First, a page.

The MLB playoffs are an ongoing battle and these New York Yankees are clearly prepared for the long October haul.
The New York Yankees never stopped in Game 1.
A pretty game it certainly was not. American League MVP candidate DJ LeMahieu dropped an easy popup. A combined 21 walks were issued. Neither James Paxton nor Minnesota Twins righty Jose Berríos lasted five innings.
Moreover, the Yankees went down 2-0 early and the at-bats, though effective, yielded meager results.
But nobody ever lost hope. The runs came with some ups and downs, but the Yankees ultimately pulled through in a 10-4 win featuring home runs from LeMahieu and Brett Gardner.
These weren’t just the Yankees, ladies and gentlemen; these were the infamous “Savages in the Box” who came to play Friday night. Just like Cain Velasquez in his WWE debut earlier in the evening, the Yankees are not messing around this postseason.
That said, this writer has a simple piece of advice. Buckle up.
Grinding out at-bats
Let’s talk about the Twins’ pitching staff as a whole. It ranked ninth in MLB with a staff ERA of 4.18 and fourth with 2.78 BB/9, per Fangraphs. Everyone knew tonight would be a slugfest in some capacity, but the Twins’ arms would surely limit the free passes.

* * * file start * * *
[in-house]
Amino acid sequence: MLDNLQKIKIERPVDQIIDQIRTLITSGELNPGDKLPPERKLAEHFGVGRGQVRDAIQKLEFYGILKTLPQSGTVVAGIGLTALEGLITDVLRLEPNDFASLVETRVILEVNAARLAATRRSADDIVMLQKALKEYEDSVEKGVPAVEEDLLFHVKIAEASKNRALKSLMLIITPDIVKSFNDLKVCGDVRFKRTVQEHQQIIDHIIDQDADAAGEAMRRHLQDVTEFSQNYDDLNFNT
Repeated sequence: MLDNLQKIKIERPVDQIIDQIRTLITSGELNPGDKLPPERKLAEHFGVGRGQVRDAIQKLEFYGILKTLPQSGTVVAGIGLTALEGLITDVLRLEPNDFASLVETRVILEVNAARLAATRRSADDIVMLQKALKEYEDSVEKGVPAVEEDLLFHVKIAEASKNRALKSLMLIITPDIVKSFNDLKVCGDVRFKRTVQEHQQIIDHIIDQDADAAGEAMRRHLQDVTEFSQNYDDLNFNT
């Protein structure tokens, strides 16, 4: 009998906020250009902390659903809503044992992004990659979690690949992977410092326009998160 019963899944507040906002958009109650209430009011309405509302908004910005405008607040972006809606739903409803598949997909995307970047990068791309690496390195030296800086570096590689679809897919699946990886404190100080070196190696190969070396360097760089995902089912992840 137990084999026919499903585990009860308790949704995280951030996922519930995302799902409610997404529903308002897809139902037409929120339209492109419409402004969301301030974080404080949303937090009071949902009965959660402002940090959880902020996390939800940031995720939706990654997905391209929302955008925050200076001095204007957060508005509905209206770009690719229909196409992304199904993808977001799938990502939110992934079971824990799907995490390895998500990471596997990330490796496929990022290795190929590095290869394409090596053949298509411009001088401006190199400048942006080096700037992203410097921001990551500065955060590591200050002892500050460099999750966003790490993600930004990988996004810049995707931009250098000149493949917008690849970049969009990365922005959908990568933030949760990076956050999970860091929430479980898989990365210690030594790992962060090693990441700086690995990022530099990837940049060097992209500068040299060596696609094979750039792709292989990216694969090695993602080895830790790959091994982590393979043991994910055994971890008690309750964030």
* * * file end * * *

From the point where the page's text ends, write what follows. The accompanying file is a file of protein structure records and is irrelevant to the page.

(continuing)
Well, the Yankees had other ideas. Minnesota issued eight walks, including three apiece from Berríos and Kyle Gibson. Minnesota’s arms threw 193 total pitches.
Now, time for math class. Consider me your Mr. Kotter, if you will. The Yankees had 41 total plate appearances in the game. After crunching the numbers, they averaged 4.70 pitches per plate appearance. This includes seven New York plate appearances which featured a full count.
And the results showed. The Bronx Bombers were only 3-for-13 with runners in scoring position, but they also extended the inning with two outs three different times.
Long story short, these are the Yankees who needed to show up in Game 1. LeMahieu’s hot bat showed up with yet another three-hit game, including a bases-clearing double which blew the game open in the seventh inning.
Giancarlo Stanton, who infamously struck out chasing a slider in his final at-bat of last year’s ALDS, laid off sliders away not once, but twice. After drawing a particularly clutch walk, he captured the team’s attitude as a whole in tossing his bat down with authority.
Granted, was the bullpen management a bit off? Sure, but it’s the playoffs. All hands are on deck and nobody should be unprepared to pitch outside their usual role.
More importantly, don’t worry about the pitching. Based on Game 1, the Yankees’ bats are locked, loaded and, most importantly, focused.
Now, let’s see more of it in Game 2.